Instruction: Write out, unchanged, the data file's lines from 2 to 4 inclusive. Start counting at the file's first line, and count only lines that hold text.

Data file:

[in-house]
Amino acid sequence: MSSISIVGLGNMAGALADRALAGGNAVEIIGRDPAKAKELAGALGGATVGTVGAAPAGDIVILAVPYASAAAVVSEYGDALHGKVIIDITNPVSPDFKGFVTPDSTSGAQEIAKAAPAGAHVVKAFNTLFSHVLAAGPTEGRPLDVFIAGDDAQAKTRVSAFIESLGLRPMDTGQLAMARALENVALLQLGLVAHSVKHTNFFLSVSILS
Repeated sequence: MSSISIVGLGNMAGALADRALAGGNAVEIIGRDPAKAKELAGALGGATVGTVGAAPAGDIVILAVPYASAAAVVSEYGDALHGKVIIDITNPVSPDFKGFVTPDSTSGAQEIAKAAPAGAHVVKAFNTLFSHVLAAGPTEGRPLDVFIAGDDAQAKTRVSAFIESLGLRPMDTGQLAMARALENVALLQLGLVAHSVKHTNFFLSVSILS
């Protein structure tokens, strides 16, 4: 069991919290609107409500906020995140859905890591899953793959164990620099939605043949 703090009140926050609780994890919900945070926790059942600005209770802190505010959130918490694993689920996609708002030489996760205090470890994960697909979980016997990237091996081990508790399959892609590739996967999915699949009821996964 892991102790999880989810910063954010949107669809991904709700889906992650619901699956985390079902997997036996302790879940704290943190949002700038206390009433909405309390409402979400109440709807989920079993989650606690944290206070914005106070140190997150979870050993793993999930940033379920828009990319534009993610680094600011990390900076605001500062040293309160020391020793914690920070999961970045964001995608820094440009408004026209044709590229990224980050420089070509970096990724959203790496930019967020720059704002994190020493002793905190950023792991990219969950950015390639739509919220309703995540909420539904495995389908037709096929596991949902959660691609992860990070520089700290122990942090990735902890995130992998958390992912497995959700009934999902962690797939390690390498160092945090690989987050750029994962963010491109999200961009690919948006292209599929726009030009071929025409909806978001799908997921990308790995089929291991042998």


Amino acid sequence: MSSISIVGLGNMAGALADRALAGGNAVEIIGRDPAKAKELAGALGGATVGTVGAAPAGDIVILAVPYASAAAVVSEYGDALHGKVIIDITNPVSPDFKGFVTPDSTSGAQEIAKAAPAGAHVVKAFNTLFSHVLAAGPTEGRPLDVFIAGDDAQAKTRVSAFIESLGLRPMDTGQLAMARALENVALLQLGLVAHSVKHTNFFLSVSILS
Repeated sequence: MSSISIVGLGNMAGALADRALAGGNAVEIIGRDPAKAKELAGALGGATVGTVGAAPAGDIVILAVPYASAAAVVSEYGDALHGKVIIDITNPVSPDFKGFVTPDSTSGAQEIAKAAPAGAHVVKAFNTLFSHVLAAGPTEGRPLDVFIAGDDAQAKTRVSAFIESLGLRPMDTGQLAMARALENVALLQLGLVAHSVKHTNFFLSVSILS
């Protein structure tokens, strides 16, 4: 069991919290609107409500906020995140859905890591899953793959164990620099939605043949 703090009140926050609780994890919900945070926790059942600005209770802190505010959130918490694993689920996609708002030489996760205090470890994960697909979980016997990237091996081990508790399959892609590739996967999915699949009821996964 892991102790999880989810910063954010949107669809991904709700889906992650619901699956985390079902997997036996302790879940704290943190949002700038206390009433909405309390409402979400109440709807989920079993989650606690944290206070914005106070140190997150979870050993793993999930940033379920828009990319534009993610680094600011990390900076605001500062040293309160020391020793914690920070999961970045964001995608820094440009408004026209044709590229990224980050420089070509970096990724959203790496930019967020720059704002994190020493002793905190950023792991990219969950950015390639739509919220309703995540909420539904495995389908037709096929596991949902959660691609992860990070520089700290122990942090990735902890995130992998958390992912497995959700009934999902962690797939390690390498160092945090690989987050750029994962963010491109999200961009690919948006292209599929726009030009071929025409909806978001799908997921990308790995089929291991042998």